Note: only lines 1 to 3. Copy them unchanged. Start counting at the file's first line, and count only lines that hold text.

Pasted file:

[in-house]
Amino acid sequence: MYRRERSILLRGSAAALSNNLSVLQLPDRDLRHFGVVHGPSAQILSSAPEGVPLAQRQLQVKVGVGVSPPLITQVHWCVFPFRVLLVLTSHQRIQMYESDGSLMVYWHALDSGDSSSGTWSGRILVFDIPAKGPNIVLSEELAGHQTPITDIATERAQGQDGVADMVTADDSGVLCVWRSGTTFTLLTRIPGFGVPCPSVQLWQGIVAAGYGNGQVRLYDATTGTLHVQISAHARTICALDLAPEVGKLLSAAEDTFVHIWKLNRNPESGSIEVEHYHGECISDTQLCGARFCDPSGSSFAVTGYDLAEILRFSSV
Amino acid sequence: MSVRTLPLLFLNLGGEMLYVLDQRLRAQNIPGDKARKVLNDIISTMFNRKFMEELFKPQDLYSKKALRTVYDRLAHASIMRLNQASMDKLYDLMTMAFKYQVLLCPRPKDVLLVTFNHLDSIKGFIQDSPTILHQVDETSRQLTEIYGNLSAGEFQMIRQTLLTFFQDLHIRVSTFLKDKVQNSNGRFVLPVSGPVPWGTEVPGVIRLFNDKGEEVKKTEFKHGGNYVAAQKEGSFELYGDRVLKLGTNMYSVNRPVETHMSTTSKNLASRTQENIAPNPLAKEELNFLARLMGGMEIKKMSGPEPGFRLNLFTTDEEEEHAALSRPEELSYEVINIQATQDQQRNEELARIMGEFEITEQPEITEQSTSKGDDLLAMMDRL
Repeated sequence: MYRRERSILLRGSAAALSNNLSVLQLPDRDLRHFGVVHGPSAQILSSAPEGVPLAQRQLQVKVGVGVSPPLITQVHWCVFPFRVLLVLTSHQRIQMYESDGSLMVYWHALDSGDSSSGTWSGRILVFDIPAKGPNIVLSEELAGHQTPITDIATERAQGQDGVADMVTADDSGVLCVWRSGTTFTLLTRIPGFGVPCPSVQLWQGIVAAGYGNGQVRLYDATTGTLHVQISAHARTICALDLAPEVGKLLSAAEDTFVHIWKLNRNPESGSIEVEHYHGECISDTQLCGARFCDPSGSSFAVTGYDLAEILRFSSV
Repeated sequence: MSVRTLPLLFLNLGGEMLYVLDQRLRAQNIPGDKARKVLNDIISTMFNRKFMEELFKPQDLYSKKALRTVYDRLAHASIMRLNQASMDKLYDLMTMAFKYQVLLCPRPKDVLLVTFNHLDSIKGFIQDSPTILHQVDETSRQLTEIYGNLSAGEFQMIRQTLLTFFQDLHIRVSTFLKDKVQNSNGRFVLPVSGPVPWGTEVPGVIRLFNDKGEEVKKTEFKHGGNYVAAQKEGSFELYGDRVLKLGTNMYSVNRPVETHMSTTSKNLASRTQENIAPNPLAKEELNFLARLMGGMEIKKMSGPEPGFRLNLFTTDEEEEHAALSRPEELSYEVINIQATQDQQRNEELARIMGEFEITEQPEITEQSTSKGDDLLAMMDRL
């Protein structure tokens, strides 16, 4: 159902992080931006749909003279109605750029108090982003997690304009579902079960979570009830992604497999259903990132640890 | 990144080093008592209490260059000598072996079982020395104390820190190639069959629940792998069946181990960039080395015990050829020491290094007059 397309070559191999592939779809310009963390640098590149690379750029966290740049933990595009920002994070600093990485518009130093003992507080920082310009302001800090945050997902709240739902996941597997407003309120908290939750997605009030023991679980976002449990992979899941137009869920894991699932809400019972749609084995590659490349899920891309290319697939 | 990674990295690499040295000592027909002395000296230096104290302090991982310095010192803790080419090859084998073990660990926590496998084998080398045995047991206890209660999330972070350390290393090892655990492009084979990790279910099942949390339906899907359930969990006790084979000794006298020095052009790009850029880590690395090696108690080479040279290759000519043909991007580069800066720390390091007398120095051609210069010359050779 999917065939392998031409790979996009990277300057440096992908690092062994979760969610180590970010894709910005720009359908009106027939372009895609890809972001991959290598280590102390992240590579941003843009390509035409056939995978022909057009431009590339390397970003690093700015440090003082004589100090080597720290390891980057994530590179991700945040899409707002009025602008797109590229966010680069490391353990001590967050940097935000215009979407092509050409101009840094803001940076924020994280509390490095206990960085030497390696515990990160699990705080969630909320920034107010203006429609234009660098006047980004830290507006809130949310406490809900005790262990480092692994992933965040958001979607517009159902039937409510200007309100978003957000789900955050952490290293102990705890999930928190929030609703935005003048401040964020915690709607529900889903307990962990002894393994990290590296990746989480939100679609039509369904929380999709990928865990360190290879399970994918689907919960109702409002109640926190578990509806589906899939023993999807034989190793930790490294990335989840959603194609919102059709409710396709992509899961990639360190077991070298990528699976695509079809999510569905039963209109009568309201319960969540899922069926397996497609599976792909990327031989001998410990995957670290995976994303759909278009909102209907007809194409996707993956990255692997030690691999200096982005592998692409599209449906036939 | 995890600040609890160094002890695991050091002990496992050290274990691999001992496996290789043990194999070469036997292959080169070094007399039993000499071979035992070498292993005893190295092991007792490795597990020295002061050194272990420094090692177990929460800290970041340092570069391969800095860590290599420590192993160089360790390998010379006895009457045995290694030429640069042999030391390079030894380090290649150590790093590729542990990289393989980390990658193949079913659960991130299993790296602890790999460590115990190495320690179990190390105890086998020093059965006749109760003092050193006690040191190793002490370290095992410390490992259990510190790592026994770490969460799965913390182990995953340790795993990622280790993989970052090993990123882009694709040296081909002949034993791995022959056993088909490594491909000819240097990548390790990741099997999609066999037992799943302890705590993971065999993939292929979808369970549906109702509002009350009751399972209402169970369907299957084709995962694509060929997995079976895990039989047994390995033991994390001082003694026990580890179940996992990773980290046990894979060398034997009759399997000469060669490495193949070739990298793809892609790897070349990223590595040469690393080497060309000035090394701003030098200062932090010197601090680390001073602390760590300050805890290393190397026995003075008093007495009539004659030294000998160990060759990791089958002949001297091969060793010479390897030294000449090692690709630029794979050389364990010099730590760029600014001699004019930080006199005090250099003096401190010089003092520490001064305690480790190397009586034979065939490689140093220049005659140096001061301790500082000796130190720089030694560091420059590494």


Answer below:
[in-house]
Amino acid sequence: MYRRERSILLRGSAAALSNNLSVLQLPDRDLRHFGVVHGPSAQILSSAPEGVPLAQRQLQVKVGVGVSPPLITQVHWCVFPFRVLLVLTSHQRIQMYESDGSLMVYWHALDSGDSSSGTWSGRILVFDIPAKGPNIVLSEELAGHQTPITDIATERAQGQDGVADMVTADDSGVLCVWRSGTTFTLLTRIPGFGVPCPSVQLWQGIVAAGYGNGQVRLYDATTGTLHVQISAHARTICALDLAPEVGKLLSAAEDTFVHIWKLNRNPESGSIEVEHYHGECISDTQLCGARFCDPSGSSFAVTGYDLAEILRFSSV
Amino acid sequence: MSVRTLPLLFLNLGGEMLYVLDQRLRAQNIPGDKARKVLNDIISTMFNRKFMEELFKPQDLYSKKALRTVYDRLAHASIMRLNQASMDKLYDLMTMAFKYQVLLCPRPKDVLLVTFNHLDSIKGFIQDSPTILHQVDETSRQLTEIYGNLSAGEFQMIRQTLLTFFQDLHIRVSTFLKDKVQNSNGRFVLPVSGPVPWGTEVPGVIRLFNDKGEEVKKTEFKHGGNYVAAQKEGSFELYGDRVLKLGTNMYSVNRPVETHMSTTSKNLASRTQENIAPNPLAKEELNFLARLMGGMEIKKMSGPEPGFRLNLFTTDEEEEHAALSRPEELSYEVINIQATQDQQRNEELARIMGEFEITEQPEITEQSTSKGDDLLAMMDRL